The Elusive Byzantine Empire

Dionysios Stathakopoulos surveys the history of the Byzantine Empire from its foundation in 324 to its conquest in 1453.

Mosaic from Hagia Sofia depicting Constantine I with a representation of the city of Constantinople
Mosaic from Hagia Sofia depicting Constantine I with a representation of the city of Constantinople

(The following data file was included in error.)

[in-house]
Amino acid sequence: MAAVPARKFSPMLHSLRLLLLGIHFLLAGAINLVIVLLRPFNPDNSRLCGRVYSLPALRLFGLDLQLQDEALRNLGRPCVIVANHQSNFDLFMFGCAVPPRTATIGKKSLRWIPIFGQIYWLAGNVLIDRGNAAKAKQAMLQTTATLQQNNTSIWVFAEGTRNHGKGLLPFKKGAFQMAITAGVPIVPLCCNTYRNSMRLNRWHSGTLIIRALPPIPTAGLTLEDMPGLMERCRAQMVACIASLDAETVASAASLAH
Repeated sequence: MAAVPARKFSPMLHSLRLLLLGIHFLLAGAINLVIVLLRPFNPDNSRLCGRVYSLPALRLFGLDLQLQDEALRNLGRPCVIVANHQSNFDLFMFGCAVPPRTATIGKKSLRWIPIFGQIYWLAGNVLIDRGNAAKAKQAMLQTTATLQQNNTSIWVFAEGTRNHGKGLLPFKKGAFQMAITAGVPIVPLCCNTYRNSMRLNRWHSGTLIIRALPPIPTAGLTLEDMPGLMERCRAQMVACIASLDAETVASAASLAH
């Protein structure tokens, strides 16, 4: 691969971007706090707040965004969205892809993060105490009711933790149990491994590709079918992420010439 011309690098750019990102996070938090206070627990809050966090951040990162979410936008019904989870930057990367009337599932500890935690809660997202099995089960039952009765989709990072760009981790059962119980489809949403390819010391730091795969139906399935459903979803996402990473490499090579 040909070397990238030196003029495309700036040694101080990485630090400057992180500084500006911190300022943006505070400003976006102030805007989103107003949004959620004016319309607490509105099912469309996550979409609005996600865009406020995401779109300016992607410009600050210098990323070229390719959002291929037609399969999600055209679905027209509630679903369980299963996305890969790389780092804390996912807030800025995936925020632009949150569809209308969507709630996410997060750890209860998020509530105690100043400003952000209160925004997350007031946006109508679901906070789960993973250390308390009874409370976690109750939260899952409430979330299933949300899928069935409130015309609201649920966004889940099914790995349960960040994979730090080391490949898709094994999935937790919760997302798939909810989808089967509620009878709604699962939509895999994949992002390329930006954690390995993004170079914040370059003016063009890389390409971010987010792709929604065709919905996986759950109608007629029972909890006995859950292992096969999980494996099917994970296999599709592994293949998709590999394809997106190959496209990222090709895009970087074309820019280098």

The Byzantine empire means different things to different people. Some associate it with gold: the golden tesserae in the mosaics of Ravenna, the golden background in icons, the much coveted golden coins (besauntas Wycliffe calls them), the golden-hued threads of Byzantine silks used to shroud Charlemagne. Others think of court intrigues, poisonings and scores of eunuchs. Most will think of Constantinople, which used to be Byzantium and is now Istanbul, and will possibly bring to mind the city’s skyline with the huge dome of the Hagia Sophia. Little else perhaps exists in the collective imagination. All this is indeed evocative of Byzantium, but there is so much more to explore.

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